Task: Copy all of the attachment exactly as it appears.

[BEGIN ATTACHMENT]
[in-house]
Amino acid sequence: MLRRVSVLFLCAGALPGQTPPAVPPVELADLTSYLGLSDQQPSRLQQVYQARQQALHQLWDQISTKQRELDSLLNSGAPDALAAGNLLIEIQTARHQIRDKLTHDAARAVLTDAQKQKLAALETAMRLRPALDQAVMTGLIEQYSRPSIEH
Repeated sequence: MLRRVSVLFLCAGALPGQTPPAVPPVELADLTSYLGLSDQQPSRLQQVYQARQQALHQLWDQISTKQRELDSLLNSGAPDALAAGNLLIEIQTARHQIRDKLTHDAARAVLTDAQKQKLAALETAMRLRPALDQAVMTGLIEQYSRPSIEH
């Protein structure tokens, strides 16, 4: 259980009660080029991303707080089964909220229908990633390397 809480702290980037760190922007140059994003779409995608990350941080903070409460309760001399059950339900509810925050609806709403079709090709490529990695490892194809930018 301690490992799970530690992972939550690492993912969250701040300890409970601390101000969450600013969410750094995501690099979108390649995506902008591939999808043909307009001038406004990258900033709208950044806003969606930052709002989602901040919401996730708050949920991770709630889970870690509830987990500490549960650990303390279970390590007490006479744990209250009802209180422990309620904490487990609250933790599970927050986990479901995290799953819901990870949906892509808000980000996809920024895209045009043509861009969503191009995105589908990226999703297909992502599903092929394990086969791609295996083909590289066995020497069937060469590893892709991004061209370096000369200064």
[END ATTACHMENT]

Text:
[in-house]
Amino acid sequence: MLRRVSVLFLCAGALPGQTPPAVPPVELADLTSYLGLSDQQPSRLQQVYQARQQALHQLWDQISTKQRELDSLLNSGAPDALAAGNLLIEIQTARHQIRDKLTHDAARAVLTDAQKQKLAALETAMRLRPALDQAVMTGLIEQYSRPSIEH
Repeated sequence: MLRRVSVLFLCAGALPGQTPPAVPPVELADLTSYLGLSDQQPSRLQQVYQARQQALHQLWDQISTKQRELDSLLNSGAPDALAAGNLLIEIQTARHQIRDKLTHDAARAVLTDAQKQKLAALETAMRLRPALDQAVMTGLIEQYSRPSIEH
């Protein structure tokens, strides 16, 4: 259980009660080029991303707080089964909220229908990633390397 809480702290980037760190922007140059994003779409995608990350941080903070409460309760001399059950339900509810925050609806709403079709090709490529990695490892194809930018 301690490992799970530690992972939550690492993912969250701040300890409970601390101000969450600013969410750094995501690099979108390649995506902008591939999808043909307009001038406004990258900033709208950044806003969606930052709002989602901040919401996730708050949920991770709630889970870690509830987990500490549960650990303390279970390590007490006479744990209250009802209180422990309620904490487990609250933790599970927050986990479901995290799953819901990870949906892509808000980000996809920024895209045009043509861009969503191009995105589908990226999703297909992502599903092929394990086969791609295996083909590289066995020497069937060469590893892709991004061209370096000369200064």